It's almost 50 years since England footballer Sir Geoff Hurst became the first and only player to ever score a hat-trick in a World Cup final.
SIR GEOFF HURST, ENGLAND NO.10 JERSEY WORN IN THE WORLD CUP FINAL, 1966, ESTIMATE £300,000–£500,000.
The footballer's performance in the game is widely recognised as one of the greatest in the sport's history and yet, it almost wasn't to be. The player started out in the competition on the substitutes' bench and was only awarded a place in the starting line-up when the nation's top scorer - Jimmy Greaves - suffered an injury just ahead of the quarter-finals.
Hurst, whose iconic No.10 jersey features in the English Literature, History and Children’s Books sale on 12 July, soon proved his mettle in the final with a goal scored in the 18th minute.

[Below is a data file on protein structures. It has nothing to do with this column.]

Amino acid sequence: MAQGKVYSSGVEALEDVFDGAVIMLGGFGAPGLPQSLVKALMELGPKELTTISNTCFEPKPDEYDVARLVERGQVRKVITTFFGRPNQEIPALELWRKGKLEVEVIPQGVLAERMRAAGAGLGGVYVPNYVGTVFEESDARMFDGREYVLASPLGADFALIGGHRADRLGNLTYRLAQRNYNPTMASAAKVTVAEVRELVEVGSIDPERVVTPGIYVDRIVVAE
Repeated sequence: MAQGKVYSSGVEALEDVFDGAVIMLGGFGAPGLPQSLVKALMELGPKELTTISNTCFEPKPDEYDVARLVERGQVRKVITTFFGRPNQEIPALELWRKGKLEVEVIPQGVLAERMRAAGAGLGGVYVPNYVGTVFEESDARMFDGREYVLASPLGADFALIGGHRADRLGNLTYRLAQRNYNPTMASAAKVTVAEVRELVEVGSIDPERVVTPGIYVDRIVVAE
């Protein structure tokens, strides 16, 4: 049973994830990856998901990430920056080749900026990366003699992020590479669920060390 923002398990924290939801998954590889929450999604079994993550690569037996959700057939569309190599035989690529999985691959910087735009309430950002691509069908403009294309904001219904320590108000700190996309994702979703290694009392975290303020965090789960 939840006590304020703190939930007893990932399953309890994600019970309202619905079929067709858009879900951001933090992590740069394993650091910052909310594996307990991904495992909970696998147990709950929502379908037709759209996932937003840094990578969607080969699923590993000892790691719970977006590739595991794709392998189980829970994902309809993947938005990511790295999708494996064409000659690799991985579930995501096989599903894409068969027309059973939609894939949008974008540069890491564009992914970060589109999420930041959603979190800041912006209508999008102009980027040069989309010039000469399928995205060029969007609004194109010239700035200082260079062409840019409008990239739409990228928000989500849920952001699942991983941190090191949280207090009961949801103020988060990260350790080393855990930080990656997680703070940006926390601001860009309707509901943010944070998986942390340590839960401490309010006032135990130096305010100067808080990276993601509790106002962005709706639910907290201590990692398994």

His second goal, scored in the 101st minute, is one of the most controversial in British footballing history. His shot sped past the goalkeeper, hit the underside of the bar, and bounced down perilously close to the line. The Swiss referee Gottried Dienst granted the goal, although its legitimacy is still hotly debated today.
A further goal in extra time helped England clinch a 4-2 triumph over West Germany and the victory was immortalised by Kenneth Wolstenhome’s BBC television commentary: “...Here comes Hurst... Some people are on the pitch. They think it’s all over... it is now!”.
ENGLAND 1966 FOOTBALL TEAM © JOHN VARLEY/OFFSIDE SPORTS PHOTOGRAPHY
The viewing figures for the 1966 final are still the highest ever recorded for an event broadcast on British television and the match was watched by some 400 million people around the world. At the time, the win represented the first time in 32 years that the competition had been won by a host nation, and it remains the only occasion in which England has won the trophy.
The red long-sleeved crew-neck football jersey (Estimate £300,000–500,000) was made by the celebrated Manchester-based manufacturers Umbro.
Ahead of the sale, the jersey will be placed on public exhibition at Sotheby’s in London from 8–11 July.